For a comprehensive description of the investment process, click here
Investor concerns regarding global trade and slowing global growth dominated sentiment which peaked in mid-December. A combination of rising US interest rates, protectionist policies such as trade tariffs, slowing Chinese growth and an unstable political agenda across the US and Europe, including Brexit, continue to form a difficult environment for high growth assets such as equities, high yield corporate bonds and commodities.
The prices of listed shares across the world fell sharply in the fourth quarter of 2018, erasing the year-to-date gains. The prospect of weaker global demand pushed energy prices lower while sovereign bonds provided positive returns as yields fell and precious metals provided a ‘safe-haven’ for investors.
Portfolio performance and attribution
The NAA detracted from performance, as shown in Figure 1. This was driven by market exposure to equities while currency exposure provided a small contribution as Sterling fell. DAA positions provided positive returns which was almost entirely through Investment Signals.
Figure 2 provides a decomposition of returns for both the quarter and the year. UK and Global (ex-UK) equities detracted a total of 3.8% over the quarter, while exposure to sovereign and inflation-linked bonds provided a positive contribution. Corporate and hard currency emerging bonds detracted slightly. Currency exposure achieved through the Fund’s equity and local currency emerging market bonds provided a positive return.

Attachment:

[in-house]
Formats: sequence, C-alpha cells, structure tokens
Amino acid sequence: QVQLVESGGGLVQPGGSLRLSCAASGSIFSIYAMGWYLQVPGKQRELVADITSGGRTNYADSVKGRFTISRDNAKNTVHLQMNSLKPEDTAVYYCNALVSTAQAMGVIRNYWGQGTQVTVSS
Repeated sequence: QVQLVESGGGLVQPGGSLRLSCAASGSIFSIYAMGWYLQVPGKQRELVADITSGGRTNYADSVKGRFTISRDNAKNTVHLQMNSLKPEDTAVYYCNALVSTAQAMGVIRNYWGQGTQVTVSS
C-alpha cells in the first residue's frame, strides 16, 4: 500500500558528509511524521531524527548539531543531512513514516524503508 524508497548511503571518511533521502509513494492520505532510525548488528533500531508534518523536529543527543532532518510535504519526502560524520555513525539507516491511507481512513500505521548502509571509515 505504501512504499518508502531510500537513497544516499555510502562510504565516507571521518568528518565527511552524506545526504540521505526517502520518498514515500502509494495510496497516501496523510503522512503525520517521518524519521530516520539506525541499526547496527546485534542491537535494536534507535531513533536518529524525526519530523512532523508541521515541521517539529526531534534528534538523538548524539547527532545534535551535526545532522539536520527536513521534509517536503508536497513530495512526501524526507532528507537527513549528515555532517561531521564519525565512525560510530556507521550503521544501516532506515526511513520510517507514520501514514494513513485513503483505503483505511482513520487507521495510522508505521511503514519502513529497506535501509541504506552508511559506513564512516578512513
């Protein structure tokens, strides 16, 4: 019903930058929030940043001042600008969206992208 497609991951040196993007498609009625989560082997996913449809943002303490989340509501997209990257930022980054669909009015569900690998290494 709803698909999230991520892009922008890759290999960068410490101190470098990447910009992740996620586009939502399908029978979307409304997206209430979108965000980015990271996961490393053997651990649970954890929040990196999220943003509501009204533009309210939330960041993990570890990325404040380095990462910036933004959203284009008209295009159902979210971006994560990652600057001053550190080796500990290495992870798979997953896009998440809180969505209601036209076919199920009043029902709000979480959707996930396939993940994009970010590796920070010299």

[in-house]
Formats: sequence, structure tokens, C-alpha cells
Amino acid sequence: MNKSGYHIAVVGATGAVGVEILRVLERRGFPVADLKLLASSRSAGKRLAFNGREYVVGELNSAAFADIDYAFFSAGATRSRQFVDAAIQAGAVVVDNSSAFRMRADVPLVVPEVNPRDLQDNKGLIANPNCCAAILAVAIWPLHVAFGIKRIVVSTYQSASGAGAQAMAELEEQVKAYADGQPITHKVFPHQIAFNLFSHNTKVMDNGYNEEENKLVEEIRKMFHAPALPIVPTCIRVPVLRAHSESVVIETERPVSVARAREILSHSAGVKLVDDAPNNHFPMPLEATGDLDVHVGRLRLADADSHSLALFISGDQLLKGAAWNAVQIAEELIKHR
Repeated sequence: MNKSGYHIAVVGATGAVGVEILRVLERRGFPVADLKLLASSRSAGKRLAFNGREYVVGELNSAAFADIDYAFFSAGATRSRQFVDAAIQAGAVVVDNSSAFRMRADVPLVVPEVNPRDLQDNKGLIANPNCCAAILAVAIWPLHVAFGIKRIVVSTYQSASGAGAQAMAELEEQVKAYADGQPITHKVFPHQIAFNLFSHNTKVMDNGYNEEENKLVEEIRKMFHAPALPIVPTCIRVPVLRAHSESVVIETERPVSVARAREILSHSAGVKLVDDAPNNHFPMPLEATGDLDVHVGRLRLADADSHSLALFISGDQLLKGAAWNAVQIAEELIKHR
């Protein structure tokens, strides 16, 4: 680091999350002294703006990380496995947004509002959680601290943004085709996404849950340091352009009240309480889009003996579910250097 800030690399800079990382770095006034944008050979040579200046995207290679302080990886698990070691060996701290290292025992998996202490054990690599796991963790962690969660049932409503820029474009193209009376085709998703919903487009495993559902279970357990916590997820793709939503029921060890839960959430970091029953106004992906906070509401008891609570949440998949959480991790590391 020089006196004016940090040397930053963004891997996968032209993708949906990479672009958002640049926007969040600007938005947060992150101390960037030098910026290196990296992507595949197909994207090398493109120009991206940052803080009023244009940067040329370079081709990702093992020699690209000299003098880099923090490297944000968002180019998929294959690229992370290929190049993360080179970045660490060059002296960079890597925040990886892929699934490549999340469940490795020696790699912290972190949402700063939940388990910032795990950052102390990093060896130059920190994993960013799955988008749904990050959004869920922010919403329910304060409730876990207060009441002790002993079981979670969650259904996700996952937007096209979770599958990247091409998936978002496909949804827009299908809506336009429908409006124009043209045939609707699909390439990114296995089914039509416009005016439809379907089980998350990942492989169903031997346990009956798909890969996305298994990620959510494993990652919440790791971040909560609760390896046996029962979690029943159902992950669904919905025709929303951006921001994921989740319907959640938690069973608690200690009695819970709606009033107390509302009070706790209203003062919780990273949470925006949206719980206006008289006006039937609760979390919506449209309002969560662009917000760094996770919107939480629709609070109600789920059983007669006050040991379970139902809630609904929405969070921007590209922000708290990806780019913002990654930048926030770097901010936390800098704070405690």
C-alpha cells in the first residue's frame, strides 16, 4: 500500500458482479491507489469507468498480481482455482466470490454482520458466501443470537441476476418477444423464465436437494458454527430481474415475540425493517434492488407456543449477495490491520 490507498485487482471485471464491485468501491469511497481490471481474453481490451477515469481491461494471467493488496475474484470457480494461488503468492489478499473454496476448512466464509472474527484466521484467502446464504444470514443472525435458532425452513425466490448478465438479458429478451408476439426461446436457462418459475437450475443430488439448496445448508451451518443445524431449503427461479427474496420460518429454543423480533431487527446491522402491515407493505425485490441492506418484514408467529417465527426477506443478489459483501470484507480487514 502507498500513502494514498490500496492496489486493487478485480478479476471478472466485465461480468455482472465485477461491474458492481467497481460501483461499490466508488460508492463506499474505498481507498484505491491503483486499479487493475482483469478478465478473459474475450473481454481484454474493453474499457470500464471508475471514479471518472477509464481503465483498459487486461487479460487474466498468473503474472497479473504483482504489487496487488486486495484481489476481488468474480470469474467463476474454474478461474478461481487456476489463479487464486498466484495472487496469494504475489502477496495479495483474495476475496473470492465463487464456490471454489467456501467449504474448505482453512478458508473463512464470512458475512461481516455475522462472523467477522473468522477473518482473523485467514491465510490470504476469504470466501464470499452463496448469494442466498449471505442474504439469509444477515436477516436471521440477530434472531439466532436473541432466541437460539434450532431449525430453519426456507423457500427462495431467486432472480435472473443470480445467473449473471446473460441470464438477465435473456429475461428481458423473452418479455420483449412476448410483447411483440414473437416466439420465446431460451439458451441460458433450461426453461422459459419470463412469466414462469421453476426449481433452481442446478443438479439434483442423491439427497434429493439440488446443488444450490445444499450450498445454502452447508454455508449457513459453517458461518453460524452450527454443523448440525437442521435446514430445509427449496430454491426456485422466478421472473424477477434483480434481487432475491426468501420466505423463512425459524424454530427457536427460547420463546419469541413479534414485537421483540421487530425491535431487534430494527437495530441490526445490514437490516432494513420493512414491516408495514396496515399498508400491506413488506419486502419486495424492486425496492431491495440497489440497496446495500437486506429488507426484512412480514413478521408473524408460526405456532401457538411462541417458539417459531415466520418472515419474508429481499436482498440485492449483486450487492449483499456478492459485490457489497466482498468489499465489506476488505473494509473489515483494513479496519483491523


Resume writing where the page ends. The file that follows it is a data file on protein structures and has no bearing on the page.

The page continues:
Investment Signals provided a welcome offset to performance of the NAA. Investment Signals within equities added 2.0%, while fixed income and currency exposures contributed 0.3% each to performance over the quarter.
Figure 1: Quarter-end performance contribution to 31 December 2018
Source: First State Investments as of 31 December 2018. Month end data since inception.
Figure 2: DGF return contribution
Source: First State Investments. Gross performance contribution might differ from official performance, due to data source, pricing, and timing.
Key drivers of performance over the period:
- NAA positions detracted 4.1%, primarily driven by returns from US and UK equities.
– UK equities detracted -0.7% while global equities detracted -3.1%.
– Developed market government bonds and cash contributed 0.4%, mainly from inflation-linked bonds